The siege of active Atlantic hurricane seasons will continue for yet another year, the National Oceanic and Atmospheric Administration predicted Tuesday. In its annual seasonal outlook, the agency forecast the seventh straight above-normal Atlantic season, with 14 to 21 named storms — compared with 14 in an average year — and three to six major hurricanes, rated Category 3 or higher. Major hurricanes are of particular concern, as they tend to rapidly intensify, or increase by 35 mph or more in wind strength in 24 hours — leaving coastal residents with little time to prepare. These major storms are responsible for the overwhelming majority of damage because of wind and ocean surge, the rise of water above normally dry land at the coast. Scientists have observed an increase in rapidly intensifying hurricanes over the past few decades, linked to warming ocean waters from human-caused climate change. NOAA’s outlook for another busy season follows a devastating period of heightened storm activity in the Atlantic. The 2021 season produced 21 named storms, the third-most on record, exhausting all of the names of the National Hurricane Center’s conventional naming list. In 2020, a record 30 named storms formed. The two seasons combined produced the most landfalling storms on record in the United States. The United States saw more Category 4 and 5 hurricane landfalls from 2017 to 2021 than from 1963 to 2016. Every year since 2016 has generated above-average activity in the Atlantic, with five Category 5 storms roaming the basin over that period. A seemingly relentless parade of major hurricanes — including Harvey, Irma, Michael, Laura, Zeta and Ida — lashed the beleaguered Gulf Coast during the six-year window. The effects of Hurricane Ida last year were so severe — from the Gulf Coast to the Northeast — that the World Meteorological Organization retired Ida from the rotating list of hurricane names. The storm caused 96 deaths as it tracked from Louisiana to Connecticut and was blamed for $75 billion in damage, the fifth-costliest hurricane on record in the United States. Ida, which caused catastrophic flooding in the Northeast — including New York City — demonstrated how tropical systems can inundate communities hundreds of miles from where they first come ashore. Inland flooding has become the leading cause of fatalities from tropical weather systems in recent years. Scientists have also found human-caused climate change is intensifying heavy rainfall in these tropical systems. NOAA released its outlook at a news conference in New York, commemorating 10 years since Superstorm Sandy ravaged the region in 2012. Sandy, blamed for $80 billion in damage, is listed as the fourth-costliest tropical system on record. Sandy was transitioning from a hurricane to a “post-tropical cyclone” when it slammed the Northeast with a massive storm surge, torrential rain and huge swath of damaging winds. “As we saw from Sandy, it doesn’t even have to be a hurricane to cause such devastation to communities,” said Christina Farrell, New York City emergency management first deputy commissioner.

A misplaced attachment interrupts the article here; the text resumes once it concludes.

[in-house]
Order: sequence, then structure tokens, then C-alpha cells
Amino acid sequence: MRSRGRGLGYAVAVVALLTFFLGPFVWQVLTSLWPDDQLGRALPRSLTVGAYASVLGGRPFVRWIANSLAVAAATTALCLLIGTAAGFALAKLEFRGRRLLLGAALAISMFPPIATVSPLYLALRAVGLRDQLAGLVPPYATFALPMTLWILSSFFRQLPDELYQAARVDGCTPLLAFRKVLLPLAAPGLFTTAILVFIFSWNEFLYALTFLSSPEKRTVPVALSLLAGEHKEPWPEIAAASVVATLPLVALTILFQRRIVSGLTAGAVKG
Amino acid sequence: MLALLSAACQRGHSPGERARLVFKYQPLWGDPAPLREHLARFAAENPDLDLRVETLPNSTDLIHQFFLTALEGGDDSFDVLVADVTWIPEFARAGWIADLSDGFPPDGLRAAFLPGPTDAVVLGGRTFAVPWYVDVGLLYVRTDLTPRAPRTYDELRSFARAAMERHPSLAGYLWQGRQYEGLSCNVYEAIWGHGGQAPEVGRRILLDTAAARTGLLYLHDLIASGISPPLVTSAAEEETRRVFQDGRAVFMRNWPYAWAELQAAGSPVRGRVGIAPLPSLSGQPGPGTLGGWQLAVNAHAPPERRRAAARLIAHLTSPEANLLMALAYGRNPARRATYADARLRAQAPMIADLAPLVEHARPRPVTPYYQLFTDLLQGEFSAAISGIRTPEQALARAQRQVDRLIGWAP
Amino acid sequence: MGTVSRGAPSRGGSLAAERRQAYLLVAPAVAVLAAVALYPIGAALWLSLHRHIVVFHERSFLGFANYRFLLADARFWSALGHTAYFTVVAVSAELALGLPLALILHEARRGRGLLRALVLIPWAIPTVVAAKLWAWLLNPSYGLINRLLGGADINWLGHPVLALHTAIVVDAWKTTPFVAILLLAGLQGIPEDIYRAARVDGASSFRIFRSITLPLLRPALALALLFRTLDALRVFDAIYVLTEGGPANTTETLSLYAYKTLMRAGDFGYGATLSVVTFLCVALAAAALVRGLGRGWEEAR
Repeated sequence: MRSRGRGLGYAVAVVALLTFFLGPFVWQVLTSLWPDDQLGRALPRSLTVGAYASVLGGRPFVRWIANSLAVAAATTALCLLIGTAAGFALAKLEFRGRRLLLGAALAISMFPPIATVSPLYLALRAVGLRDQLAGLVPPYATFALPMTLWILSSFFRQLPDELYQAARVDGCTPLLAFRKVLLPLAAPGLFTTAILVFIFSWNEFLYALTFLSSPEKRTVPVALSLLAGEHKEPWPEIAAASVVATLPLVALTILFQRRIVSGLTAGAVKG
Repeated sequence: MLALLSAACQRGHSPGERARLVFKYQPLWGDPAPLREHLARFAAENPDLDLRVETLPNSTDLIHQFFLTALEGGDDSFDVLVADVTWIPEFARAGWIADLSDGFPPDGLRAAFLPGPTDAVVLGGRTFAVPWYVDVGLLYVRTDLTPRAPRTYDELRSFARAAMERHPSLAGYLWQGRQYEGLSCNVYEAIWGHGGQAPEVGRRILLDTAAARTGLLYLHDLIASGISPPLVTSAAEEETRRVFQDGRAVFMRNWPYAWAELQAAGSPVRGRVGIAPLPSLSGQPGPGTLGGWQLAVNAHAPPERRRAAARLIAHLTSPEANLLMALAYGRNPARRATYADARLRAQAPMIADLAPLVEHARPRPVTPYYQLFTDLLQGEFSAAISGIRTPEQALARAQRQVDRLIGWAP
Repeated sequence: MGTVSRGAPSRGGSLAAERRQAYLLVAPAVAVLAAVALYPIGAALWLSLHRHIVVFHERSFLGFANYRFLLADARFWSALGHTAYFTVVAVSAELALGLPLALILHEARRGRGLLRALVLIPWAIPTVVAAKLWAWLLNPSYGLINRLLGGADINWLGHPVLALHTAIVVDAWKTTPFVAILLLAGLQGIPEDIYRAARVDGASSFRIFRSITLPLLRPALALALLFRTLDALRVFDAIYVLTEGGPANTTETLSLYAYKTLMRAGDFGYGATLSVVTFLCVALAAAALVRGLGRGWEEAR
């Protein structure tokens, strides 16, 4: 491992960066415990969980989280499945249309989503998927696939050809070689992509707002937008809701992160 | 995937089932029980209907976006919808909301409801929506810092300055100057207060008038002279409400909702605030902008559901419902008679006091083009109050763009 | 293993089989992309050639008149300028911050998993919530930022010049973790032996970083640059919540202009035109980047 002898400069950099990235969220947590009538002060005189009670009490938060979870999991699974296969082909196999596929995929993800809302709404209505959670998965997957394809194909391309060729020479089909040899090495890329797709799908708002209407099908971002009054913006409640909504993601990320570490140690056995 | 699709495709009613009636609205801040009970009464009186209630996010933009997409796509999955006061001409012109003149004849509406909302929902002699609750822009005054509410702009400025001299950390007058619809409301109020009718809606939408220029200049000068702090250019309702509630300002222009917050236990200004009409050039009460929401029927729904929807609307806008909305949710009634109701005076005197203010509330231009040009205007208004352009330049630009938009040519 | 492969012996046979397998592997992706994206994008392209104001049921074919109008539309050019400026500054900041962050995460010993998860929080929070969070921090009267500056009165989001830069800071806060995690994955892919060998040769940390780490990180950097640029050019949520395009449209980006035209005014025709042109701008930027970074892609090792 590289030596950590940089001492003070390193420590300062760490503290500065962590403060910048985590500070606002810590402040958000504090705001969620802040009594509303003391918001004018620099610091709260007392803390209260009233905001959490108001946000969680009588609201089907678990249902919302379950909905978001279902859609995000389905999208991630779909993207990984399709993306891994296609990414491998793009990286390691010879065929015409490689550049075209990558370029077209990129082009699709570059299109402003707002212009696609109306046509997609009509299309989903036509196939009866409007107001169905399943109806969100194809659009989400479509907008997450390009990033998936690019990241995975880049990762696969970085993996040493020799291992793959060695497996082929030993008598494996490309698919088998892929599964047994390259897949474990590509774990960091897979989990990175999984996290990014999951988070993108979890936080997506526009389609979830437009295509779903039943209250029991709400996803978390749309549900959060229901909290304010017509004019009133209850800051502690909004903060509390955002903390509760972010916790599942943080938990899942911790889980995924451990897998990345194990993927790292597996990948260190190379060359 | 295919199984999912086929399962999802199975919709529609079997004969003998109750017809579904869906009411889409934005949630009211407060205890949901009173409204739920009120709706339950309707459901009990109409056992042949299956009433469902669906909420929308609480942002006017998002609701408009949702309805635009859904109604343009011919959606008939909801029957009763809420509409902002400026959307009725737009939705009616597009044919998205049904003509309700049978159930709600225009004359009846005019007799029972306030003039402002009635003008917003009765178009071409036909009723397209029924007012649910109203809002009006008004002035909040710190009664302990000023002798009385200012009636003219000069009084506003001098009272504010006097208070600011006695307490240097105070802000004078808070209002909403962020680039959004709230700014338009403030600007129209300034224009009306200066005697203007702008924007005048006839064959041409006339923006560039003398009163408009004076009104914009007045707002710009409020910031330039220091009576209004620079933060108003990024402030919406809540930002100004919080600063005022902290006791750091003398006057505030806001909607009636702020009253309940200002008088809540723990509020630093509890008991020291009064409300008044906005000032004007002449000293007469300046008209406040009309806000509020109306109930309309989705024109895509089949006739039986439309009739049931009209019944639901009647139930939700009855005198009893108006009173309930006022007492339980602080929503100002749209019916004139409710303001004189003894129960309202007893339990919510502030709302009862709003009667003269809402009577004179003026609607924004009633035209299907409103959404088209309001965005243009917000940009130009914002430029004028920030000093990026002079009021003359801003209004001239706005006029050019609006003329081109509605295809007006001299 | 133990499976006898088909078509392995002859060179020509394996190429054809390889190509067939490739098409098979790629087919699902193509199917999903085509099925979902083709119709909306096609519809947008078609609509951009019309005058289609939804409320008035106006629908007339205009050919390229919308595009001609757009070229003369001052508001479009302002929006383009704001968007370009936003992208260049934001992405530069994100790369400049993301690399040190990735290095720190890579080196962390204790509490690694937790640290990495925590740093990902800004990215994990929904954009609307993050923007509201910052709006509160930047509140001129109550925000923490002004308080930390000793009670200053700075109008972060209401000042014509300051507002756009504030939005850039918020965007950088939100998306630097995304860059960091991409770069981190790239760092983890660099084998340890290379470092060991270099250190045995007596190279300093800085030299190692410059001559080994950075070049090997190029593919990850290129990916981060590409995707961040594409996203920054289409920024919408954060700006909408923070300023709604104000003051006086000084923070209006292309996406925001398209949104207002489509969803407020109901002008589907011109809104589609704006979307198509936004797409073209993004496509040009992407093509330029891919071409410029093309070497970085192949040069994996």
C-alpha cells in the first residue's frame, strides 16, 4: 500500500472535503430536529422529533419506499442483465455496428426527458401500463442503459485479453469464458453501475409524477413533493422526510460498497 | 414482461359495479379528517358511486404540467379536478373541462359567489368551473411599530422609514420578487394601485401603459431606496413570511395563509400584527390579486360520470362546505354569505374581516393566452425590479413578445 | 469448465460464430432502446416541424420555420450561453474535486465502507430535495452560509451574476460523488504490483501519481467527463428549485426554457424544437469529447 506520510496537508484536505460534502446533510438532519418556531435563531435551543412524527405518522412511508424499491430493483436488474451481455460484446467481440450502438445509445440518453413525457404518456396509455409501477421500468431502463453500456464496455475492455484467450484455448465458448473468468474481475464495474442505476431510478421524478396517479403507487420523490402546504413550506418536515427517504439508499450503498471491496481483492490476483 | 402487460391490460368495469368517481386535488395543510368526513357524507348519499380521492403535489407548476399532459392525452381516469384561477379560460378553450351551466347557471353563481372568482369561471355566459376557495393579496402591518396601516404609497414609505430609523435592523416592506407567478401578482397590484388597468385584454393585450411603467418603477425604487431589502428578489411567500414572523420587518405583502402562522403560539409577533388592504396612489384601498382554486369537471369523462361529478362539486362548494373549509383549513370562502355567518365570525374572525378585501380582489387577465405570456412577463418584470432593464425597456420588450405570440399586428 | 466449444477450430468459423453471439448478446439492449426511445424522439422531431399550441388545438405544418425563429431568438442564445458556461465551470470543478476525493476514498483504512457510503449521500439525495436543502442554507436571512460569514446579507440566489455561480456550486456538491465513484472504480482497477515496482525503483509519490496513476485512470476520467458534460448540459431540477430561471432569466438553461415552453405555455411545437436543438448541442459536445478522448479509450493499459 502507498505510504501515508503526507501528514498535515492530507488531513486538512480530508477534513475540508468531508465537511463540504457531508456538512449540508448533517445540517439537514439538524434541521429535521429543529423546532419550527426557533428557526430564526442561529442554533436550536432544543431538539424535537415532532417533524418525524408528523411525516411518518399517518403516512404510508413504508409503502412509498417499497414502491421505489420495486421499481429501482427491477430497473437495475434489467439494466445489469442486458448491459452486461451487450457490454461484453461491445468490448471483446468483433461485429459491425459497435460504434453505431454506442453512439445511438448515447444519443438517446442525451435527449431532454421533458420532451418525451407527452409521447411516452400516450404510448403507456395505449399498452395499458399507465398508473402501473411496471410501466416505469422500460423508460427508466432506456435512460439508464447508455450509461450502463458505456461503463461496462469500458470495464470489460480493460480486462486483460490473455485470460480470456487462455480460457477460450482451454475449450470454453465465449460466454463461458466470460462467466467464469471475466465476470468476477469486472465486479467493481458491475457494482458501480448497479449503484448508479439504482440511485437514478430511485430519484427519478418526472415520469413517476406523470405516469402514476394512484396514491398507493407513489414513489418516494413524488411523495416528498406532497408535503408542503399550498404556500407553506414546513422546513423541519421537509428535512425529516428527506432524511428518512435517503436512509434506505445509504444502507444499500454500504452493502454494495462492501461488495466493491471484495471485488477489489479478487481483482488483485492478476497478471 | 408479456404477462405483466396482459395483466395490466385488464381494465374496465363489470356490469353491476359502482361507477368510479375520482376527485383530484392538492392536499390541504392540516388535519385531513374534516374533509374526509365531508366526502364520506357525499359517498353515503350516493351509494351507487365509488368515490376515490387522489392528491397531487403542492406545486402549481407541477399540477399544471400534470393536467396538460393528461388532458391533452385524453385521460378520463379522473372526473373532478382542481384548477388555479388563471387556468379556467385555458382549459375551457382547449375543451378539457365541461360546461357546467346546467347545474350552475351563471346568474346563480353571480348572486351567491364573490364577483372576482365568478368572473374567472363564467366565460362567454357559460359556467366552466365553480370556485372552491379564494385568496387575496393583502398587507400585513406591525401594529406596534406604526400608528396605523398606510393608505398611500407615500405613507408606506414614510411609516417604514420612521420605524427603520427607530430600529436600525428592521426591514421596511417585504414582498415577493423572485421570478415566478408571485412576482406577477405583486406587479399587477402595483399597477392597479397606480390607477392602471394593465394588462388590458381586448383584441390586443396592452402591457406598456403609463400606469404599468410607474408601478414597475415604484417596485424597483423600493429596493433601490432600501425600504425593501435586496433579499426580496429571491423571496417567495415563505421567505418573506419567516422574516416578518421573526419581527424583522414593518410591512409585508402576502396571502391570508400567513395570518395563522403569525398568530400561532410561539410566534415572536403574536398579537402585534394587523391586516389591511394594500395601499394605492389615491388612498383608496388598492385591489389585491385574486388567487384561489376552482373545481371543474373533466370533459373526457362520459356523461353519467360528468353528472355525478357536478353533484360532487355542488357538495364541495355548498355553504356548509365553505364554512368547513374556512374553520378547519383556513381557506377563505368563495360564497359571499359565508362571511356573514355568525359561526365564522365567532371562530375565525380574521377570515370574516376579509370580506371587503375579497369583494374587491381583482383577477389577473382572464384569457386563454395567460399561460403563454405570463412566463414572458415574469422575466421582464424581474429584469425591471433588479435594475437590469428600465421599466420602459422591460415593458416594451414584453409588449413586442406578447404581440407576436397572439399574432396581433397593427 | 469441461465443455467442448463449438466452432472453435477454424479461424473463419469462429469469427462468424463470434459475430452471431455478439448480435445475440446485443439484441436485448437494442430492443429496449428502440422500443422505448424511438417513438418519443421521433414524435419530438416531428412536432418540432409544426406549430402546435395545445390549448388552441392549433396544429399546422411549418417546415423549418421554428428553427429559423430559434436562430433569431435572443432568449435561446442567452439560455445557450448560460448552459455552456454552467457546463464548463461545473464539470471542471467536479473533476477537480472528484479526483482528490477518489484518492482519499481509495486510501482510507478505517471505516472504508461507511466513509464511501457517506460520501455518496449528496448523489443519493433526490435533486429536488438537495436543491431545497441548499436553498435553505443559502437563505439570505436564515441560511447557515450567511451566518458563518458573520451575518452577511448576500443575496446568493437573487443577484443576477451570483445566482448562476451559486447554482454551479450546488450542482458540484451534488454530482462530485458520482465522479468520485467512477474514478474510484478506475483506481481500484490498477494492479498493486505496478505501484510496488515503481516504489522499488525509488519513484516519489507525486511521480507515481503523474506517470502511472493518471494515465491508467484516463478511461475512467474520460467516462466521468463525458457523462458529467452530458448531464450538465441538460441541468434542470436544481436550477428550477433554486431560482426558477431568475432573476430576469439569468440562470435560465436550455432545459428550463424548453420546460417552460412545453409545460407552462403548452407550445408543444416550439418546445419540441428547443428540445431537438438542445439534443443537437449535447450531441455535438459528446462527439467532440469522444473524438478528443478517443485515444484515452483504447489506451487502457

NOAA’s forecast and a trend toward better accuracy
Hurricane outlooks made in the spring have shown considerable improvement over the past decade after not exhibiting much accuracy from the 1980s through about 2013, according to researchers at Colorado State University. Here are the numbers from NOAA’s outlook:

      • 14 to 21 named storms, compared with an annual average of 14.4.
      • Six to 10 hurricanes, compared with an annual average of 7.2.
      • Three to six major hurricanes, compared with an annual average of 3.2.

NOAA’s outlook stated there is a 65 percent chance of an above-normal season, a 25 percent chance of a near-normal season and a 10 percent chance that it will be below normal. NOAA’s outlook echoes those made by several research institutions and private companies. Colorado State University, for example, is predicting 19 named storms, with a 71 percent likelihood that the United States will be hit by a major hurricane. Similarly, AccuWeather, the private forecast company based in State College, Pa., is calling for 16 to 20 named storms.

While seasonal hurricane forecasts have improved, predictions of storms once they form have made even greater strides. The National Hurricane Center’s track forecasts have steadily improved, and its average storm intensity forecast error is now 40 percent less than it was in 2000. Rick Spinrad, NOAA’s administrator, anticipates additional gains. “NOAA will triple operational supercomputing capacity this summer,” Spinrad said at Tuesday’s news conference. “This upgrade will allow for higher-resolution earth models that can handle larger ensembles of models with more numerous calculations, more advanced physical considerations and more advanced ability to assimilate the data collected out in the storm.” To improve its predictions, NOAA is also operating five Saildrones — uncrewed vehicles on the ocean’s surface — to probe conditions; extending forecasts for extreme rainfall potential three to five days into the future; and introducing a product to pinpoint where the peak surge will occur when a storm is approaching the coast.